Televise the Supreme Court?

Last week the Supreme Court heard three days of oral arguments over the Affordable Care Act. Over the course of the next few months, the Court will act entirely behind closed doors as they decide the fate of the Affordable Care Act (though in likelihood the Justices have already taken their vote), with a full decision coming in June.

Transparency can be a big step in changing the public’s view of the Court. Although the Court took steps to make audio recordings and transcripts of the health insurance hearings available the same day as arguments took place, cameras are still not allowed in the courtroom, and the Court declined a request from C-SPAN to broadcast the arguments over health insurance reform. However, media outlets have been more persistent in their calls for the Court to open its doors to cameras. Jules Witcover writes in the Chicago Tribune, arguing for broadcasting Supreme Court proceedings:

While virtually all other aspects of the American political system at work can today be observed directly by the citizenry, either live or on taped rebroadcast on television, the Supreme Court in session remains essentially in the dark. Hand-drawn sketches of the justices and lawyers must suffice because photographs also are prohibited.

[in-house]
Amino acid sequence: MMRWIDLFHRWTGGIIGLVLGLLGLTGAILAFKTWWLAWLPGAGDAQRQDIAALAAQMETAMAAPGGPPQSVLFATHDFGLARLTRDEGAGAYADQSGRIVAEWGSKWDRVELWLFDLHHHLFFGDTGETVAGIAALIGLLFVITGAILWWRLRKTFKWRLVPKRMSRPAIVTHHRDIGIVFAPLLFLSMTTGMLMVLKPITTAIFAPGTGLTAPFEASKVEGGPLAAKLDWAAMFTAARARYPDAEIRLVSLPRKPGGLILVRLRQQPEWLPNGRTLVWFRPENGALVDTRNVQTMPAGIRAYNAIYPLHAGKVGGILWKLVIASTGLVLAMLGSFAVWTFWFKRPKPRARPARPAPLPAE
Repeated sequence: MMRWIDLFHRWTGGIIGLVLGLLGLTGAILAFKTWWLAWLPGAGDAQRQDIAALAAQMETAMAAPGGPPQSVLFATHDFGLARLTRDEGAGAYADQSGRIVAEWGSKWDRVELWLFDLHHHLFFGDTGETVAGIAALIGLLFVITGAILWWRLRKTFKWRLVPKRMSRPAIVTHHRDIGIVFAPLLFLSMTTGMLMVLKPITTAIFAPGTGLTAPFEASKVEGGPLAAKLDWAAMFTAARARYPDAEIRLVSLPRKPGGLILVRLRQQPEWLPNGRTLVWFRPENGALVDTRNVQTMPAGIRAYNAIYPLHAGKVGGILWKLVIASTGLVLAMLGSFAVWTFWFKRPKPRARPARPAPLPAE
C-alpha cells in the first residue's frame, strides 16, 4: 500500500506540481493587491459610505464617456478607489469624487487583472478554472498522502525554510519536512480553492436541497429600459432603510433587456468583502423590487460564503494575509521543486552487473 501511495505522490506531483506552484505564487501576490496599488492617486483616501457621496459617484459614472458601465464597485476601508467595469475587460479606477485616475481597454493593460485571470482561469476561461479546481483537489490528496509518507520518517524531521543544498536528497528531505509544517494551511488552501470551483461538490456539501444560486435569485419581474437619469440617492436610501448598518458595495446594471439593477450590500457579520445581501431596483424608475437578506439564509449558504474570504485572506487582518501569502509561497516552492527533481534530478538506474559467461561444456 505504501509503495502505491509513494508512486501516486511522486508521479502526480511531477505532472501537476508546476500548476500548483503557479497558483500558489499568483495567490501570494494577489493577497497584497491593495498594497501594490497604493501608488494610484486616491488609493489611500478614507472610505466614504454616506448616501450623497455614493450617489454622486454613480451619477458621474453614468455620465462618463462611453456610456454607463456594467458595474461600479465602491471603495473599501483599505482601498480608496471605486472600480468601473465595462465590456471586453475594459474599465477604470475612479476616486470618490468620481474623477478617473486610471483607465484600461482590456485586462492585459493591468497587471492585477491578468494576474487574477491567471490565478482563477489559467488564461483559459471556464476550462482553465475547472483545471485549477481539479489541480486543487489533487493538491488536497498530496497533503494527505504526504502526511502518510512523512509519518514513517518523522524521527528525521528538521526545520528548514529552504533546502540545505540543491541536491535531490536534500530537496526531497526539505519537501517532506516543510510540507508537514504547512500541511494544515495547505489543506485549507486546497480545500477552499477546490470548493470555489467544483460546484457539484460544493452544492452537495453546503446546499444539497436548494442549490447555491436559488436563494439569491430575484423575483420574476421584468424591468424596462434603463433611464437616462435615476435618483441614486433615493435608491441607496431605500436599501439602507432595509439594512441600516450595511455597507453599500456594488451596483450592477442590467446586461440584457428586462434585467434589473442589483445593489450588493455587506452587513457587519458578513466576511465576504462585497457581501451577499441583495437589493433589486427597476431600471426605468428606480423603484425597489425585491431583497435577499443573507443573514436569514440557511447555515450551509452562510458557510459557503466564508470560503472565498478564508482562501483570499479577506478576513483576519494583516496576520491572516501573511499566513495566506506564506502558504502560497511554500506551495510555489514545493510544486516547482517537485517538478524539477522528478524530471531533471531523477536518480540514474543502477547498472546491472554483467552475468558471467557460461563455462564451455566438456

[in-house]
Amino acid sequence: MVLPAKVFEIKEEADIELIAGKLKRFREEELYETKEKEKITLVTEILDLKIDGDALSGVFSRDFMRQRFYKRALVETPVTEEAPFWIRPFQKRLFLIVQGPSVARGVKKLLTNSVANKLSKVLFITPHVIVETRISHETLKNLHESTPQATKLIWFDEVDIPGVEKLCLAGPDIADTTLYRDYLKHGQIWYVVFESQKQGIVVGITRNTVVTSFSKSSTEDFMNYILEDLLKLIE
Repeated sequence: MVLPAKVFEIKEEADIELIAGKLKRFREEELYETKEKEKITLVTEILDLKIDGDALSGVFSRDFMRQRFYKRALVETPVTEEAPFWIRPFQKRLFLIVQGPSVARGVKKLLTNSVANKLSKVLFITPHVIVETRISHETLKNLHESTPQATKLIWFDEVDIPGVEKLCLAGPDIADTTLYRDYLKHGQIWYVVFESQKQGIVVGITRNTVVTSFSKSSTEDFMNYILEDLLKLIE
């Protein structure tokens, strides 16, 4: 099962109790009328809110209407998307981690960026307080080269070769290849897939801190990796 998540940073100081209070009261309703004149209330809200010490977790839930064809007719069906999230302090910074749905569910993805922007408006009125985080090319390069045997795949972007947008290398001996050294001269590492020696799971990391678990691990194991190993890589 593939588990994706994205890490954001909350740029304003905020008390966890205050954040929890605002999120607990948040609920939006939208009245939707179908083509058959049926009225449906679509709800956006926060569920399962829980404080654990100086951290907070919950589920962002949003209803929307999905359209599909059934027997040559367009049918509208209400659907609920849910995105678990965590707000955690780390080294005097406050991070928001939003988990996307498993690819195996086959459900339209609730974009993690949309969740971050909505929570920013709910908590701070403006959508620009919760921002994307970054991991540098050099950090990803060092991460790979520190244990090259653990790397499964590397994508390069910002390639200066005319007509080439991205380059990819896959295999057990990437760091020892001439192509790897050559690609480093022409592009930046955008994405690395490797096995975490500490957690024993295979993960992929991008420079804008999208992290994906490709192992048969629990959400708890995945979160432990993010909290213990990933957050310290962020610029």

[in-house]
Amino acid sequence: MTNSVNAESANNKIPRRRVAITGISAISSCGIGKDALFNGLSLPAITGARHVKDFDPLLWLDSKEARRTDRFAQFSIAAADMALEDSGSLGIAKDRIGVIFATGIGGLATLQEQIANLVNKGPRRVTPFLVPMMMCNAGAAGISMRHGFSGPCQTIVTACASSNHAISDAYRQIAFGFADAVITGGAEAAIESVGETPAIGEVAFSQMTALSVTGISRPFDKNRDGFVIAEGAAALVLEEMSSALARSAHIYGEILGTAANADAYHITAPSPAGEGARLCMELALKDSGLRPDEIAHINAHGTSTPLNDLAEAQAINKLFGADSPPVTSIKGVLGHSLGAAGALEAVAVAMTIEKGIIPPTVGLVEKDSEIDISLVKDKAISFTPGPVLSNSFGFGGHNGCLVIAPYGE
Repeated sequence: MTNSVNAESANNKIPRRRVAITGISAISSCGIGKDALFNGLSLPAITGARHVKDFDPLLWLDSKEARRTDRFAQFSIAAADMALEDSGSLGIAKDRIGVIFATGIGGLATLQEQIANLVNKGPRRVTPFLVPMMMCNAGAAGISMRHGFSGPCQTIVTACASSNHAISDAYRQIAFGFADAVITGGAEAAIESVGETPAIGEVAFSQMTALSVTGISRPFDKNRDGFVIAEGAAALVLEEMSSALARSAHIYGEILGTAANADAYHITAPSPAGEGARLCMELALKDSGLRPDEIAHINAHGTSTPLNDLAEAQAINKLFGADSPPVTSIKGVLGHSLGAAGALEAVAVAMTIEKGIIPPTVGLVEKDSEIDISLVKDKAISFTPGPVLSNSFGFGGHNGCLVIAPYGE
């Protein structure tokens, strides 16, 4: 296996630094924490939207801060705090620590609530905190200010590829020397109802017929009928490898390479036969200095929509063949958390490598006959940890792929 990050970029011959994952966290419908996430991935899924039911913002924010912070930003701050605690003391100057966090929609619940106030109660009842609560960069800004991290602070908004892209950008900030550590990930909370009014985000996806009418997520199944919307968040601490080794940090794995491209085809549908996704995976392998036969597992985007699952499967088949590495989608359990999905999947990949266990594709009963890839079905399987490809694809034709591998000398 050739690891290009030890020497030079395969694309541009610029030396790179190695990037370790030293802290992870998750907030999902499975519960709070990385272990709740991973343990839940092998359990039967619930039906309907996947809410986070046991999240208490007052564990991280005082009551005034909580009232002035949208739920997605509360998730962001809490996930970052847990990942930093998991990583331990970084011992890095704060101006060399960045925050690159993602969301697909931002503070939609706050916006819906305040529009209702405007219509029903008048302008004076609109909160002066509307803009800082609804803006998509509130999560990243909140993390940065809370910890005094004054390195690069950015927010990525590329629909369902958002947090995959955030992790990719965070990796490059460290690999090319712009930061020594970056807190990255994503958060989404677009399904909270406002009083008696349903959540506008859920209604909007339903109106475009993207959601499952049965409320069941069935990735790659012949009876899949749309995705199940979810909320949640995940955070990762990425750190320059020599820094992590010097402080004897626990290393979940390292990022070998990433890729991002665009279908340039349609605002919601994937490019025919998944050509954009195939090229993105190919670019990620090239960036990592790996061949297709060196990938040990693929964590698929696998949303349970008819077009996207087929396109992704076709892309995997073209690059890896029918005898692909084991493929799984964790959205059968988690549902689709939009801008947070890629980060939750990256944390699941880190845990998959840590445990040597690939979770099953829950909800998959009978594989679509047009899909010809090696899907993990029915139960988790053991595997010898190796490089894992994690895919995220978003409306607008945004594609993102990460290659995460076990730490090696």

A poll from this January by the Kaiser Family Foundation shows that 75% of the public believes that the Supreme Court Justices let their ideologies play a role in their decisions, and 59% believe that on this particular case, the judges will allow their own ideologies to sway their decision. Could more transparency move the public in their view of the Court?

Cameras in the courtroom will likely not go all the way in swaying the public’s opinion. However, it could be an important first step by showing the public what goes on in the highest court in the country, one in which a large majority of Americans will never set foot.

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